Exams are like relationships: 1. Too Many Questions. 2. Difficult to Understand. 3. More Explanation is Needed.
Gemini (May 21 – Jun. 21 )
Sagittarius (Nov. 22 – Dec. 21)
You better hope the girl you sit next to isn’t absent on exam day.
I agree that you didn’t deserve that zero, but it is the lowest score you can get.
Cancer (Jun. 22 – Jul. 22)
Capricorn (Dec. 22 – Jan. 19)
The position of Jupiter says you should spend the rest of the month in a fetal position until grades are posted. Keep calm and call your mom.
The diversity – there seems to be so many cultures here.
It takes 15 trees to produce the amount of paper that we use to write one exam. Join us in promoting the noble cause of saving trees. SAY NO TO EXAMS!!!
Leo (Jul. 23 – Aug. 22)
Aquarius (Jan. 20 – Feb. 18)
History exam? On Einstein? There are ten million, million, million, million, million, million, million sources. On the internet. That you can observe. Thanks, Epic Rap Battles!
Newton’s 4th law: Every book will continue to be at rest or covered with dust until some external or internal exam moves it.
Virgo (Aug. 23 – Sept. 22)
I’m really excited about the classes. They seem small and I like that.
Pisces (Feb. 19 – Mar. 20)
The teacher said the exam would happen rain or shine. They never said anything about snow and you never know with the weather we’ve been having.
They gave you questions you don’t know, so write answers they don’t know. Tit for tat.
Libra (Sept. 23 – Oct. 23)
Aries (Mar. 21 – Apr. 19)
Straight A’s are in the future. Not your future, Scorpio’s future. But you’re so sweet, I knew you wouldn’t mind sharing the news.
Here is a haiku about finals: Was going to fail I mixed red bull and coffee Now I can see sounds.
The basketball team - it’s going to be more serious at the college level. At BenU, you will receive an education infused with Benedictine values such as hospitality, a respect for others and a commitment to academic excellence. Our faculty and staff make student learning and success their first priority and provide an education that goes beyond the classroom. Our career development
The thought of trying new clubs. I never had any leadership roles in high school.
staff work with you from the moment you join our diverse and caring community so you are ready to enter the job market. We provide financial and academic support as well as student life and athletics programs to ensure you are successful, well-rounded and prepared to lead in the workplace and thrive in the world. We help our students become better learners, better leaders and better world citizens. We Promise.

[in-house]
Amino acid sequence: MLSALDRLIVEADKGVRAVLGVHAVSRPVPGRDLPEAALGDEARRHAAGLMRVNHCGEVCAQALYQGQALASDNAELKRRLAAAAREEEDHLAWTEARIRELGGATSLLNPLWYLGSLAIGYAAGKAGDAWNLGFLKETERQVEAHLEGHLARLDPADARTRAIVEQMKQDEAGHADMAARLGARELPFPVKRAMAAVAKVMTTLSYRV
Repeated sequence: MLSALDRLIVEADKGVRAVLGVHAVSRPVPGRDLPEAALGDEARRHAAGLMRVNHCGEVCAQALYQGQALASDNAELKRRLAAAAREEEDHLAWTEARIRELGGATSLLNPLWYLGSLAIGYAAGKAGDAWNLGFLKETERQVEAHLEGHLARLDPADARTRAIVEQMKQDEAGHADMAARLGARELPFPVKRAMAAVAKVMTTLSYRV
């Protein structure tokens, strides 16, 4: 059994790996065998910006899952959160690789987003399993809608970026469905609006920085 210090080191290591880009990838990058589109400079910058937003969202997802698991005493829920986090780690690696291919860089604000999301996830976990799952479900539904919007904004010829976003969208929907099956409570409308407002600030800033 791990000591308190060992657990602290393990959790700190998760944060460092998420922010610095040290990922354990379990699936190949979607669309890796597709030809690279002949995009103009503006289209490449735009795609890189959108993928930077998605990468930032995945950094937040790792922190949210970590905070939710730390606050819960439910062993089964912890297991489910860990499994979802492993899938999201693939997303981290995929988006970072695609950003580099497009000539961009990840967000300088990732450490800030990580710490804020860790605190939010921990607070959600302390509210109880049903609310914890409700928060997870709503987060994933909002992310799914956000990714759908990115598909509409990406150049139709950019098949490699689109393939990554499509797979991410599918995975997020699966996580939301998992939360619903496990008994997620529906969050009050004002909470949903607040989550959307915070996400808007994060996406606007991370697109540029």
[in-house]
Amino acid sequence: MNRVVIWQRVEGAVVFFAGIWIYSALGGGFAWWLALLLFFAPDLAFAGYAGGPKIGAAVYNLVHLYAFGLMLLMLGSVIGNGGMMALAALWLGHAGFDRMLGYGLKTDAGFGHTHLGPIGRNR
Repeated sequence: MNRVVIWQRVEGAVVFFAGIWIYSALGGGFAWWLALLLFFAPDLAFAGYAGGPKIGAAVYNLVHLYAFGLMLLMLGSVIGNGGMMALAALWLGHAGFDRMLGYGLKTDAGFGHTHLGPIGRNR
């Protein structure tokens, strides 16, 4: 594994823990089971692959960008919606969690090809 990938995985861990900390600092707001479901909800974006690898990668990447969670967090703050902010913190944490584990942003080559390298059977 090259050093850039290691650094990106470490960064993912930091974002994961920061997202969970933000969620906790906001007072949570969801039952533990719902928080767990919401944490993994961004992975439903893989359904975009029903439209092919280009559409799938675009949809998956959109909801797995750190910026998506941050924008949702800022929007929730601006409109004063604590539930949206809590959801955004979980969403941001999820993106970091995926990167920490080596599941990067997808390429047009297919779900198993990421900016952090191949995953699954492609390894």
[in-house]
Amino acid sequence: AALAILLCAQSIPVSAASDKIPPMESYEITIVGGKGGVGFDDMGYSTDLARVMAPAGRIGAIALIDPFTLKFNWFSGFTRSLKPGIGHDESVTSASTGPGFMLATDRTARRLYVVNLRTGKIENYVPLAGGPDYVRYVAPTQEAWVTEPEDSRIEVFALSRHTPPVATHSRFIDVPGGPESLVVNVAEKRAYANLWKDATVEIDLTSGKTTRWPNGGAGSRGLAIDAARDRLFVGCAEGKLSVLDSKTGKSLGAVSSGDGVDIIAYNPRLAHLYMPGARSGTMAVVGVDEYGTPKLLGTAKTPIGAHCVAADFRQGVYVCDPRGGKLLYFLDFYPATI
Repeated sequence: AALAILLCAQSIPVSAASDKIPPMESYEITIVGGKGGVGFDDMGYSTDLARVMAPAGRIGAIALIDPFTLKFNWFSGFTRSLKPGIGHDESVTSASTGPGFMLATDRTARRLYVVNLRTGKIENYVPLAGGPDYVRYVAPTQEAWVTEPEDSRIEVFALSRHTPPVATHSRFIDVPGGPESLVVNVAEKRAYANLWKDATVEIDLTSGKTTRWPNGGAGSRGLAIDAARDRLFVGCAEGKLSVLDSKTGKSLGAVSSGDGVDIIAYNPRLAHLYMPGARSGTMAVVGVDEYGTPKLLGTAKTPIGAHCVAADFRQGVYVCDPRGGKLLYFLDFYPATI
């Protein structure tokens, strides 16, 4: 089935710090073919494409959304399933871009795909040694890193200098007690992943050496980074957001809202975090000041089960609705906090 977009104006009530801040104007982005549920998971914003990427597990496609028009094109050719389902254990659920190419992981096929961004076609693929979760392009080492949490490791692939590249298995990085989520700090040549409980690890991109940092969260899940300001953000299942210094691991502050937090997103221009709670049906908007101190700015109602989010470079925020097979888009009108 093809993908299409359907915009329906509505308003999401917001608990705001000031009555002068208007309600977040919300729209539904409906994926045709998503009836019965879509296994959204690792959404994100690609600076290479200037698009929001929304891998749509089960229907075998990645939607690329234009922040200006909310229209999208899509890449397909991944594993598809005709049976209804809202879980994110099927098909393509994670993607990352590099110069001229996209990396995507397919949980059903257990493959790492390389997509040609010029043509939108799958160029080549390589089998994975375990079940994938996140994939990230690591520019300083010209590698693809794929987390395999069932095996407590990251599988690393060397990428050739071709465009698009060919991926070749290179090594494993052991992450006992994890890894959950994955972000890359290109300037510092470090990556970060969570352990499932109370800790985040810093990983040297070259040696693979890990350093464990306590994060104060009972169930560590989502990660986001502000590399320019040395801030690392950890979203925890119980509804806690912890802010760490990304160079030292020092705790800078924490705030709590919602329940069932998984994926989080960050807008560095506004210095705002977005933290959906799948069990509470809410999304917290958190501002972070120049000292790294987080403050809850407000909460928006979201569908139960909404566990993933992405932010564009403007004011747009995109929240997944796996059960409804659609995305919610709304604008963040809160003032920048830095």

Transfer-friendly! · Helpful admissions staff. · Financial assistance available. · Quick evaluation of credits. · Personalized advising.
To start college and make a martial arts club. I’m excited to continue my Korean studies.
5700 College Rd. • Lisle, IL 60532
(630) 829-6300 email@example.com ben.edu/promise
April 28th, 2014
ARE YOU ABOUT TO GRADUATE WITH AN
Oakton Community College
NEW Alumni Award WHAT WE LOOK FOR: • An associate’s degree from Oakton Community College • A cumulative 3.00 transfer GPA on a 4.00 scale • Admission and full-time enrollment in an accelerated degree completion program at Elmhurst College
UPON ADMISSION, SUBMIT: • A completed scholarship application • Official Oakton Community College transcripts confirming an associate’s degree has been earned • A 500 word essay outlining your personal and professional goals and how a bachelor’s degree from Elmhurst College will help you reach your stated goals
This scholarship is offered to one outstanding adult learner per year. Recipient must have earned an associate’s degree from Oakton Community College and enroll in an accelerated degree completion program at Elmhurst College. The scholarship recipient will be selected by the Oakton Alumni Council. The scholarship applies to students beginning in the fall 2014 term.
• Maintain a 3.00 GPA on a 4.00 scale and full-time enrollment AWARD RECIPIENT WILL RECEIVE
LEARN MORE AND APPLY Contact the School for Professional Studies at Elmhurst College: Call: (630) 617-3300 Email: firstname.lastname@example.org
$3,500 PER TERM